Some Israelis disapprove of her muckraking the Taglit after accepting a junket. Still, the romance of Birthright Israel captivated Kiera Feldman, who recounts her ten days on the 'love incubator' touring Israel's ethnocracy for free in the latest issue of The Nation. (Cue background music: Hava Nagila on the oudh.)
This unapologetically Zionist program originated with lefty Israeli politician Yossi Beilin, better known for the Oslo accords. Over the years, he has attracted deep-pocketed Jews to be godfathers of Birthright. Co-founder Charles Bronfman, the billionaire heir to the Canadian Seagram’s liquor empire, and Sheldon Adelson, the Las Vegas casino king who is the 5th richest American, stand out. Touting Israeli settlers' Ahava Dead Sea products seems to be a sub-plot.
Some excerpts from Feldman's piece:
A new era is dawning for Birthright. What began as an identity booster has become an ideology machine, pumping out not only Jewish baby-makers but defenders of Israel. Or that’s the hope.
'hormonal mifgashim,’”is the promotion— by turns winking and overt —of flings among participants, or between participants and soldiers. “No problem if there’s intimate encounters,” an Israel Outdoors employee told American staffers during training. “In fact, it’s encouraged!” Birthright boasts that alumni are 51 percent more likely to marry other Jews than nonparticipants.
The free trip is framed as a “gift” from philanthropists, Jewish federations and the State of Israel. Far-right Casino magnate Sheldon Adelson is the largest individual donor, having given Birthright $100 million over the past five years. The Israeli government provided Birthright $100 million during the program’s first decade; Prime Minister Netanyahu recently announced another $100 million in government funding. Birthright’s budget for 2011 is $87 million, a number expected to reach $126 million by 2013, enough to bring 51,000 participants to Israel that year alone.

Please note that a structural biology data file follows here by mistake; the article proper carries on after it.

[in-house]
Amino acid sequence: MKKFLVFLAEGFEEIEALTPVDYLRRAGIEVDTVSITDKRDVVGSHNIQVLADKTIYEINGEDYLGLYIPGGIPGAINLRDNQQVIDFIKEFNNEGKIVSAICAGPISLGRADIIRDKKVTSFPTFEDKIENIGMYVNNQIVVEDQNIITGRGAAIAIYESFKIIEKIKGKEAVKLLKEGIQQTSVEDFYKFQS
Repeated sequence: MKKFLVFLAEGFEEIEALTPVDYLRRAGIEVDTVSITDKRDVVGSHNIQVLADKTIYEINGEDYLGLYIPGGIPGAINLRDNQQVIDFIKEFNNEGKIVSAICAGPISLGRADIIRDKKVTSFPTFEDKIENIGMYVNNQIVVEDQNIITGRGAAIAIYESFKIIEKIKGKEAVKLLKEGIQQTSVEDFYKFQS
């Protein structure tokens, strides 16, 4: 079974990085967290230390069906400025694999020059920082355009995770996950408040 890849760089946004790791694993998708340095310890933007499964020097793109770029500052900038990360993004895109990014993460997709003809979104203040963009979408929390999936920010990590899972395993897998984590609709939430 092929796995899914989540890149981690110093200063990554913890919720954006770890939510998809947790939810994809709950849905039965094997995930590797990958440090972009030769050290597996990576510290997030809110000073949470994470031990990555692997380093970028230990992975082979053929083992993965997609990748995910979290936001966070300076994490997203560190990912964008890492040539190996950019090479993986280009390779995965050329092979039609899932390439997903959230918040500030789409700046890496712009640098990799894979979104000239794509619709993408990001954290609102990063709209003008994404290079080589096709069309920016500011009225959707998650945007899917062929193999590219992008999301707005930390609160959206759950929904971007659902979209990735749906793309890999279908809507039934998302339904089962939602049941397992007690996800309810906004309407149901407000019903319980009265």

To apply for a Birthright trip, participants need just one Jewish grandparent—and to pass a screening interview. (Practicing a religion other than Judaism is an automatic disqualifier.) After their ten days on Birthright, participants may postpone their return by up to three months to travel in the region, and it is not unheard of for progressives to “birth left” in the West Bank afterward (as I did)— although Birthright policy is that anyone discovered to have a “hidden agenda” of “exploiting” the free trip “to get access to the territories” to promote “non-Israeli” causes can lose her spot. Birthrighters planning anti-occupation activism with the International Solidarity Movement have been dismissed.
“Welcome home” is a predominant message, a reference to the promise of instant Israeli citizenship for diaspora Jews under the 1950 Law of Return. (About 17,000 Birthright alumni now live in Israel, according to the Jerusalem Post.) It serves as a pointed riposte to the right of return claimed under international law by the 700,000 Palestinians expelled in 1948 upon the creation of the Jewish state, and their descendants.
My traveling companions were not monsters. Birthright’s overstimulation brings about a deadening of feeling. It’s hard to imagine the suffering of others when you’re having the time of your life. In Tours That Bind, sociologist Shaul Kelner contends that Birthright activities revolve around “fun and good feeling,” meaning “the group’s hedonism is thus one of the most effective checks against a determinedly critical politics.”
It’s pleasure as a medium for Jewish nationalism. In Birthright, dissent is for fun-suckers.
Birthright Israel's raison d'etre is the declining birthrate for secular Israeli Jews. Young Jews from the Diaspora are being invited to bump up the Jewish population figures.